I’ve never been that interested in the debate around ‘when medieval England ended.’ It’s not a question that a contemporary could ever have asked and I don’t totally see the point in it.
Nonetheless I agree that saying the battle of Bosworth field was the ‘end of the medieval era’ is far too simplistic. People would not have looked out of their windows the day after and seen a radically different world.
That said, it is clear that the Tudor dynasty ushered in a new era in the way that England was governed. What fascinates me at the moment, is how much that may have been down (at least in part) to Henry VII’s personal style of Kingship.
I like Henry. It’s a shame that he gets so little attention in comparison to his showy son and chaotic Yorkist predecessors. But I genuinely believe he was a man of good character. Part of the reason for this, is that I believe he was less blood thirsty than your typical ruler – even if he was not adverse to tyrannical tendencies.
On the fact of it, my claim seems strange. This is, after all, a man who won the crown in battle and had to bear arms more than once to defend it. But when we take a minute to consider the context and other facts, I do think my comments have some credibility. For example:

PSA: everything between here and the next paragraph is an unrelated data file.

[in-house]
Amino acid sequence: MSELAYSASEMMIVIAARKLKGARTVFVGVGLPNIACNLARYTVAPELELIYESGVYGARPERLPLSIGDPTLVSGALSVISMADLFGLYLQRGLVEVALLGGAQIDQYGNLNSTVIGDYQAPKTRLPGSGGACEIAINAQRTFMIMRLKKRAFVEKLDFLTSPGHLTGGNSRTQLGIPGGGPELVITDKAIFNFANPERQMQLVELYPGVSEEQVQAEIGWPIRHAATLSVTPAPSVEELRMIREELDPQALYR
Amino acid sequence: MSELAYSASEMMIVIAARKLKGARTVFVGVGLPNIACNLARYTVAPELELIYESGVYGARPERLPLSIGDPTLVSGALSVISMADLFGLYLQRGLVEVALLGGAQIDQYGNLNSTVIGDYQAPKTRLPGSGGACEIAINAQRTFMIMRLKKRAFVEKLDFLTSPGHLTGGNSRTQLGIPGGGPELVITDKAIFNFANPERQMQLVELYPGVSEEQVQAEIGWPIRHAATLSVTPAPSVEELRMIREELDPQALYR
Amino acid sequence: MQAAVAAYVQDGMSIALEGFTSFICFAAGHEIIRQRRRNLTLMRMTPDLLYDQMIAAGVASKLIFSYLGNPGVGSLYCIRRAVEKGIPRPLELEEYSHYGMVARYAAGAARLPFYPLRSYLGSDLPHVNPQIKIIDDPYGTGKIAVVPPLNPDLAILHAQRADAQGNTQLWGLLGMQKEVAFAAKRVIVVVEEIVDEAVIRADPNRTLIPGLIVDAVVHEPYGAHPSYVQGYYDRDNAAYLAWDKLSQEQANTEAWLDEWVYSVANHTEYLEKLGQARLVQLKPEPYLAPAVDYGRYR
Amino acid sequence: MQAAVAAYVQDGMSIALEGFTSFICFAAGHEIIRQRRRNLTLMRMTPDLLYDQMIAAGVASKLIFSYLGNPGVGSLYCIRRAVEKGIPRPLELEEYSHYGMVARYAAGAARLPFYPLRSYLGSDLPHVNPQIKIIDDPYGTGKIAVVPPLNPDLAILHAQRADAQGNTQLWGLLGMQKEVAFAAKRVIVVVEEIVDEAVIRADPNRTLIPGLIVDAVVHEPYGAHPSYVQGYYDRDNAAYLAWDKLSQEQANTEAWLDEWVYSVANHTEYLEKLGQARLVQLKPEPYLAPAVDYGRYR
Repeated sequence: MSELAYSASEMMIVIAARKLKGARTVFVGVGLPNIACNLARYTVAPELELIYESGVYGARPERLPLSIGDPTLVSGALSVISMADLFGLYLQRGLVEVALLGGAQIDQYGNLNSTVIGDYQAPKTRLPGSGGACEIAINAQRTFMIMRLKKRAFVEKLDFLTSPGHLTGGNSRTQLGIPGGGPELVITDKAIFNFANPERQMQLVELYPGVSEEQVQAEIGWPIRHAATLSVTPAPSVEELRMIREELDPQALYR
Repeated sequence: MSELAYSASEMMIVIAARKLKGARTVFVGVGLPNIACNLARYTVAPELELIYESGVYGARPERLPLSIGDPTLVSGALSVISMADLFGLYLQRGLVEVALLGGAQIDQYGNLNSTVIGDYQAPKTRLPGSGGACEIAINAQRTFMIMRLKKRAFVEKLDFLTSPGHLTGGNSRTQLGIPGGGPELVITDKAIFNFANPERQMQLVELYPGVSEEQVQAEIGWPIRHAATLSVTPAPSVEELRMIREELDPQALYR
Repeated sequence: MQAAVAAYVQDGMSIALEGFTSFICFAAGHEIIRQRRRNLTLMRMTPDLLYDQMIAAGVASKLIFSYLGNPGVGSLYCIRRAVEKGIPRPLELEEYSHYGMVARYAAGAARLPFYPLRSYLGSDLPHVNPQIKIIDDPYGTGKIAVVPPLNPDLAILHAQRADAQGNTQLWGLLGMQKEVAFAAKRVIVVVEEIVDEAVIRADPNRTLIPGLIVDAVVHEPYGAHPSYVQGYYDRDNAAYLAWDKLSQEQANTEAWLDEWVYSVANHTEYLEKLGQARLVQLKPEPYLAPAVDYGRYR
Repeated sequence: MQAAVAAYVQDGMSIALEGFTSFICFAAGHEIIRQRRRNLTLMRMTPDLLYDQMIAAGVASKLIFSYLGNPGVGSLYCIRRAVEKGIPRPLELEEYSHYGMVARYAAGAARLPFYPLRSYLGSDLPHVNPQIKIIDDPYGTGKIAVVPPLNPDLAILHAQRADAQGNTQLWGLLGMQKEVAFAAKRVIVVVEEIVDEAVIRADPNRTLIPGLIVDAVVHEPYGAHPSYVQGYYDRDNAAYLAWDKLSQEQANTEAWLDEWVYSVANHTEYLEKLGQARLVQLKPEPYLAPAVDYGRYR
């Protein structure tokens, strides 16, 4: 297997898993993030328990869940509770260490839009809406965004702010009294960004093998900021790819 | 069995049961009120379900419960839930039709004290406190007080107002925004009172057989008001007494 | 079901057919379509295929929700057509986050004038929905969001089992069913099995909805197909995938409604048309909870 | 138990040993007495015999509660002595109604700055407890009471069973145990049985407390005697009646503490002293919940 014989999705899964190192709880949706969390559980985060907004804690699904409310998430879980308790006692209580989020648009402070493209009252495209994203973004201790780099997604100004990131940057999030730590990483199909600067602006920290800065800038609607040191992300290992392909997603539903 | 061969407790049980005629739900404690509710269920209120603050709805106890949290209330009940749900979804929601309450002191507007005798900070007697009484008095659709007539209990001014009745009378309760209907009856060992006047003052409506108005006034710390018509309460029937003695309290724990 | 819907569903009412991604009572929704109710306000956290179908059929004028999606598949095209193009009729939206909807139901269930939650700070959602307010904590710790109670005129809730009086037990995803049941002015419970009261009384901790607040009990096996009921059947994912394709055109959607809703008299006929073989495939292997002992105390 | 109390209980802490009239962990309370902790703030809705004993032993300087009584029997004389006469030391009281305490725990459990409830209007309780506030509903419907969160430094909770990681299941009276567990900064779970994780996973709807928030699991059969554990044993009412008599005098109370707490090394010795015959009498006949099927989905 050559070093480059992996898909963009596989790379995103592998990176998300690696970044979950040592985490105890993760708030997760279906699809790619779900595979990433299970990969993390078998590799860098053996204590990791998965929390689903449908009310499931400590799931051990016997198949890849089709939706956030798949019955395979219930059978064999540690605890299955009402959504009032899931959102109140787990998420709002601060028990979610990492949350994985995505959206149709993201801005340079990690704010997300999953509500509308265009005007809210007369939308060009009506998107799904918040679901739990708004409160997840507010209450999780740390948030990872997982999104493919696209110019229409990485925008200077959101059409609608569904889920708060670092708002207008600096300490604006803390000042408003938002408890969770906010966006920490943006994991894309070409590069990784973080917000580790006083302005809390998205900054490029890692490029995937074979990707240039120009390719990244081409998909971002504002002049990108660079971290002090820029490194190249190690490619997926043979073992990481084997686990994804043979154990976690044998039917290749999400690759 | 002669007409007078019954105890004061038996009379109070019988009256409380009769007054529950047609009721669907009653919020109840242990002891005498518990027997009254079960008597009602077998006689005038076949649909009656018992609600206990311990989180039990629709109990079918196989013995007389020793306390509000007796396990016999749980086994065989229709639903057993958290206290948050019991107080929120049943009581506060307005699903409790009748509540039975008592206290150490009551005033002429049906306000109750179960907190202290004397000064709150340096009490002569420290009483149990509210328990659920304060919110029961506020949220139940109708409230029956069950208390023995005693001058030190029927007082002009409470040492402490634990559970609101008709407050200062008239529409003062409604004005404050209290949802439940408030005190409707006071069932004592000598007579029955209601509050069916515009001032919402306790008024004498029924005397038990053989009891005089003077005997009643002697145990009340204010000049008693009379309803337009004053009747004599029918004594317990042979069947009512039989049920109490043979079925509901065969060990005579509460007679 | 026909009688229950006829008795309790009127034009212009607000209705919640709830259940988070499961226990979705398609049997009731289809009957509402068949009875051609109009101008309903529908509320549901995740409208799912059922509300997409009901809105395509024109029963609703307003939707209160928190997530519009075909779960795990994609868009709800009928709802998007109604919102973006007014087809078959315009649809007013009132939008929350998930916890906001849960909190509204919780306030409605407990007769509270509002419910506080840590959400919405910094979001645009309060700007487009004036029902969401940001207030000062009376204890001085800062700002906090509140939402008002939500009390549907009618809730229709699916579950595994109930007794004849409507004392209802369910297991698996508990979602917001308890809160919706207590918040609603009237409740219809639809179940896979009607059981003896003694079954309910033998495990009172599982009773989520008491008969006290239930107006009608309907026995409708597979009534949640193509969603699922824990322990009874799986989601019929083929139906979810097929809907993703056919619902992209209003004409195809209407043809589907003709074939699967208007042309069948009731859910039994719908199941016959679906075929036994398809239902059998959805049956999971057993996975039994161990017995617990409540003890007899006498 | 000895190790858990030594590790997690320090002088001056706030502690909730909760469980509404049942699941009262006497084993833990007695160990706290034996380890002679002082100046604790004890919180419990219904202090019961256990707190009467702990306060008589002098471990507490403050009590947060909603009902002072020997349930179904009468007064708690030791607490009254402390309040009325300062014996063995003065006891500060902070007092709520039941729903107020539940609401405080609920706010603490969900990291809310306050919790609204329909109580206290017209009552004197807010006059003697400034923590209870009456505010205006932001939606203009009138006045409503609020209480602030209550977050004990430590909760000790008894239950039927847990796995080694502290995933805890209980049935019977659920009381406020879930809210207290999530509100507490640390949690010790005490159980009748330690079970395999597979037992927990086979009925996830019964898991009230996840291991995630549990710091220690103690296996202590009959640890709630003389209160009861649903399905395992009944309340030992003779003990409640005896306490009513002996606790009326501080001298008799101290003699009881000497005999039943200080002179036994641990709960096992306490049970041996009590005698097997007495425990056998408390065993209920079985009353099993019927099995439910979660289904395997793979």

- He did not seek glory in foreign battles. Establishing his claim to the French throne was of little interest to him in contrast to the Henrys that had gone before him and the one that would succeed him. There is an added irony to this in that he was the grandson of a French princess and arguably had a far greater claim to that throne than he did to the one he occupied.
- He was remarkably lenient with those who crossed him, Perkin Warbeck being the most obvious example. This is not to say that he wasn’t a man of his times. His eventual murder (because that’s what it was) of the vulnerable Earl of Warwick was almost unforgivable – but it seems that he did this for the sake of his dynasty rather than out of any blood lust.
- He did not generally take part in battles himself. You could argue this made him a coward. But it does reinforce the argument that tales of great chivalry and conquest were of little personal interest to him.
Perhaps, after the Wars of the Roses, he thought England bored of battle. Maybe his own experience of a life on the run had exhausted his appetite for conquest. But whatever else can be said in critique of the miserly usurper, Henry Tudor, I would much rather live in a country with a high tax economy than one where my life was often in danger.